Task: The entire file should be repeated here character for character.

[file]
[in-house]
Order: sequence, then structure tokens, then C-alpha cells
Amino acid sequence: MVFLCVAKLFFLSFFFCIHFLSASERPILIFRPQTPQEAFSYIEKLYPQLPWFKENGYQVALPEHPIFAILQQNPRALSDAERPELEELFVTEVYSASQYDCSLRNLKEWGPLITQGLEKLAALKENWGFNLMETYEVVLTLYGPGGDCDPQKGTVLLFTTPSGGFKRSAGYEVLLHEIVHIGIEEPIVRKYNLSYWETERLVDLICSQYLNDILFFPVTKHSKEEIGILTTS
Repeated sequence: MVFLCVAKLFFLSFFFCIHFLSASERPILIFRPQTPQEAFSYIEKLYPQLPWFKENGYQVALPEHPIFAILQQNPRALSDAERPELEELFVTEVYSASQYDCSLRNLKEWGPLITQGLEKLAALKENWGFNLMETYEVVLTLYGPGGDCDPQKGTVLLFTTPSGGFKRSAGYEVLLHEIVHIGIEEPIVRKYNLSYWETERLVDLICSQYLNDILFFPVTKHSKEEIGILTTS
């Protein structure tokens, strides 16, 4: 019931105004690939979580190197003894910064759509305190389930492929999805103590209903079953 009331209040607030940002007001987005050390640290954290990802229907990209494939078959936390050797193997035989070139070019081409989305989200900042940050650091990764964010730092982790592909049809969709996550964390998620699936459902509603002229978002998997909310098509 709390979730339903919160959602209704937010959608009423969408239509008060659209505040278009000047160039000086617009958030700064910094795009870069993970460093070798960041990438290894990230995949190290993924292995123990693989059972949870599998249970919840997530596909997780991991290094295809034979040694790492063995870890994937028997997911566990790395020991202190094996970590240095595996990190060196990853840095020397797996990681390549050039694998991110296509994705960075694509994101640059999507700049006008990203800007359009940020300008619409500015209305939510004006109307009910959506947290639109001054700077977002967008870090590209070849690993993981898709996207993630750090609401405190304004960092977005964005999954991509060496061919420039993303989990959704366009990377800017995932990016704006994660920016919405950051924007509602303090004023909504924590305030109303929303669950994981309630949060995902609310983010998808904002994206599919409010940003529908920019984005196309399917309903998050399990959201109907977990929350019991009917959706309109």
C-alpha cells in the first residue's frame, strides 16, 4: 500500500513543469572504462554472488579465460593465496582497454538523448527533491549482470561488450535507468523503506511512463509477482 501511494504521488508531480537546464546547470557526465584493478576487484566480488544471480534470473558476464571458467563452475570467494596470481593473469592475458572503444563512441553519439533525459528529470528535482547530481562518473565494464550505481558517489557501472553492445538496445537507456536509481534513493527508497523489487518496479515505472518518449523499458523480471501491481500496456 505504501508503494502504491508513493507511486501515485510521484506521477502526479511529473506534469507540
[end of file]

[in-house]
Order: sequence, then structure tokens, then C-alpha cells
Amino acid sequence: MVFLCVAKLFFLSFFFCIHFLSASERPILIFRPQTPQEAFSYIEKLYPQLPWFKENGYQVALPEHPIFAILQQNPRALSDAERPELEELFVTEVYSASQYDCSLRNLKEWGPLITQGLEKLAALKENWGFNLMETYEVVLTLYGPGGDCDPQKGTVLLFTTPSGGFKRSAGYEVLLHEIVHIGIEEPIVRKYNLSYWETERLVDLICSQYLNDILFFPVTKHSKEEIGILTTS
Repeated sequence: MVFLCVAKLFFLSFFFCIHFLSASERPILIFRPQTPQEAFSYIEKLYPQLPWFKENGYQVALPEHPIFAILQQNPRALSDAERPELEELFVTEVYSASQYDCSLRNLKEWGPLITQGLEKLAALKENWGFNLMETYEVVLTLYGPGGDCDPQKGTVLLFTTPSGGFKRSAGYEVLLHEIVHIGIEEPIVRKYNLSYWETERLVDLICSQYLNDILFFPVTKHSKEEIGILTTS
């Protein structure tokens, strides 16, 4: 019931105004690939979580190197003894910064759509305190389930492929999805103590209903079953 009331209040607030940002007001987005050390640290954290990802229907990209494939078959936390050797193997035989070139070019081409989305989200900042940050650091990764964010730092982790592909049809969709996550964390998620699936459902509603002229978002998997909310098509 709390979730339903919160959602209704937010959608009423969408239509008060659209505040278009000047160039000086617009958030700064910094795009870069993970460093070798960041990438290894990230995949190290993924292995123990693989059972949870599998249970919840997530596909997780991991290094295809034979040694790492063995870890994937028997997911566990790395020991202190094996970590240095595996990190060196990853840095020397797996990681390549050039694998991110296509994705960075694509994101640059999507700049006008990203800007359009940020300008619409500015209305939510004006109307009910959506947290639109001054700077977002967008870090590209070849690993993981898709996207993630750090609401405190304004960092977005964005999954991509060496061919420039993303989990959704366009990377800017995932990016704006994660920016919405950051924007509602303090004023909504924590305030109303929303669950994981309630949060995902609310983010998808904002994206599919409010940003529908920019984005196309399917309903998050399990959201109907977990929350019991009917959706309109």
C-alpha cells in the first residue's frame, strides 16, 4: 500500500513543469572504462554472488579465460593465496582497454538523448527533491549482470561488450535507468523503506511512463509477482 501511494504521488508531480537546464546547470557526465584493478576487484566480488544471480534470473558476464571458467563452475570467494596470481593473469592475458572503444563512441553519439533525459528529470528535482547530481562518473565494464550505481558517489557501472553492445538496445537507456536509481534513493527508497523489487518496479515505472518518449523499458523480471501491481500496456 505504501508503494502504491508513493507511486501515485510521484506521477502526479511529473506534469507540